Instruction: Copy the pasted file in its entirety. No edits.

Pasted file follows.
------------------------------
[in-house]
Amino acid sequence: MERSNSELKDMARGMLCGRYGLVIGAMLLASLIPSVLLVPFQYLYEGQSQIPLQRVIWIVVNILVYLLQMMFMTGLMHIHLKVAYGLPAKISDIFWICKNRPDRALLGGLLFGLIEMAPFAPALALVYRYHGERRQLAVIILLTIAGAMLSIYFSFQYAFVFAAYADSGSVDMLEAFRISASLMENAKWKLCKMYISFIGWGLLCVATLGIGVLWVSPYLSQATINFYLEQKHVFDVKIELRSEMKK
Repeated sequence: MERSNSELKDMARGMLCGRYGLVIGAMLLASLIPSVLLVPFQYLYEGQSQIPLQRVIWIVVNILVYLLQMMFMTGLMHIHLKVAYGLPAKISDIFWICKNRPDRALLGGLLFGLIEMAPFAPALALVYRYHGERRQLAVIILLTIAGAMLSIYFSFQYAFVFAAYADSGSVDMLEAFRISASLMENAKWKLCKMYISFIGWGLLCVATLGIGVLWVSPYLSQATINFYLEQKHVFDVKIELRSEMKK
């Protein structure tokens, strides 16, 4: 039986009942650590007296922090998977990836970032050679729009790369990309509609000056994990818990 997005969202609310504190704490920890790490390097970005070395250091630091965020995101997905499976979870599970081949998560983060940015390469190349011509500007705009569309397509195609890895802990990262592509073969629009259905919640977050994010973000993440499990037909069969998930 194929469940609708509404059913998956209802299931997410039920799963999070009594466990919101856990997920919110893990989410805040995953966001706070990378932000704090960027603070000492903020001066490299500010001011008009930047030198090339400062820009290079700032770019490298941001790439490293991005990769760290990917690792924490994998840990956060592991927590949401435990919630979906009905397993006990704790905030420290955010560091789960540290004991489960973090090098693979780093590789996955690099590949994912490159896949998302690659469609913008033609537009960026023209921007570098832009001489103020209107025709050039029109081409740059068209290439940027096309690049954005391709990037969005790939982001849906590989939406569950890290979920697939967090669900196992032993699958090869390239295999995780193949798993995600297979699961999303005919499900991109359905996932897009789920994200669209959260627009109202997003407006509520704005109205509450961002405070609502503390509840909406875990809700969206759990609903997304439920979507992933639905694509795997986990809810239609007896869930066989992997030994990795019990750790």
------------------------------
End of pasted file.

[in-house]
Amino acid sequence: MERSNSELKDMARGMLCGRYGLVIGAMLLASLIPSVLLVPFQYLYEGQSQIPLQRVIWIVVNILVYLLQMMFMTGLMHIHLKVAYGLPAKISDIFWICKNRPDRALLGGLLFGLIEMAPFAPALALVYRYHGERRQLAVIILLTIAGAMLSIYFSFQYAFVFAAYADSGSVDMLEAFRISASLMENAKWKLCKMYISFIGWGLLCVATLGIGVLWVSPYLSQATINFYLEQKHVFDVKIELRSEMKK
Repeated sequence: MERSNSELKDMARGMLCGRYGLVIGAMLLASLIPSVLLVPFQYLYEGQSQIPLQRVIWIVVNILVYLLQMMFMTGLMHIHLKVAYGLPAKISDIFWICKNRPDRALLGGLLFGLIEMAPFAPALALVYRYHGERRQLAVIILLTIAGAMLSIYFSFQYAFVFAAYADSGSVDMLEAFRISASLMENAKWKLCKMYISFIGWGLLCVATLGIGVLWVSPYLSQATINFYLEQKHVFDVKIELRSEMKK
């Protein structure tokens, strides 16, 4: 039986009942650590007296922090998977990836970032050679729009790369990309509609000056994990818990 997005969202609310504190704490920890790490390097970005070395250091630091965020995101997905499976979870599970081949998560983060940015390469190349011509500007705009569309397509195609890895802990990262592509073969629009259905919640977050994010973000993440499990037909069969998930 194929469940609708509404059913998956209802299931997410039920799963999070009594466990919101856990997920919110893990989410805040995953966001706070990378932000704090960027603070000492903020001066490299500010001011008009930047030198090339400062820009290079700032770019490298941001790439490293991005990769760290990917690792924490994998840990956060592991927590949401435990919630979906009905397993006990704790905030420290955010560091789960540290004991489960973090090098693979780093590789996955690099590949994912490159896949998302690659469609913008033609537009960026023209921007570098832009001489103020209107025709050039029109081409740059068209290439940027096309690049954005391709990037969005790939982001849906590989939406569950890290979920697939967090669900196992032993699958090869390239295999995780193949798993995600297979699961999303005919499900991109359905996932897009789920994200669209959260627009109202997003407006509520704005109205509450961002405070609502503390509840909406875990809700969206759990609903997304439920979507992933639905694509795997986990809810239609007896869930066989992997030994990795019990750790």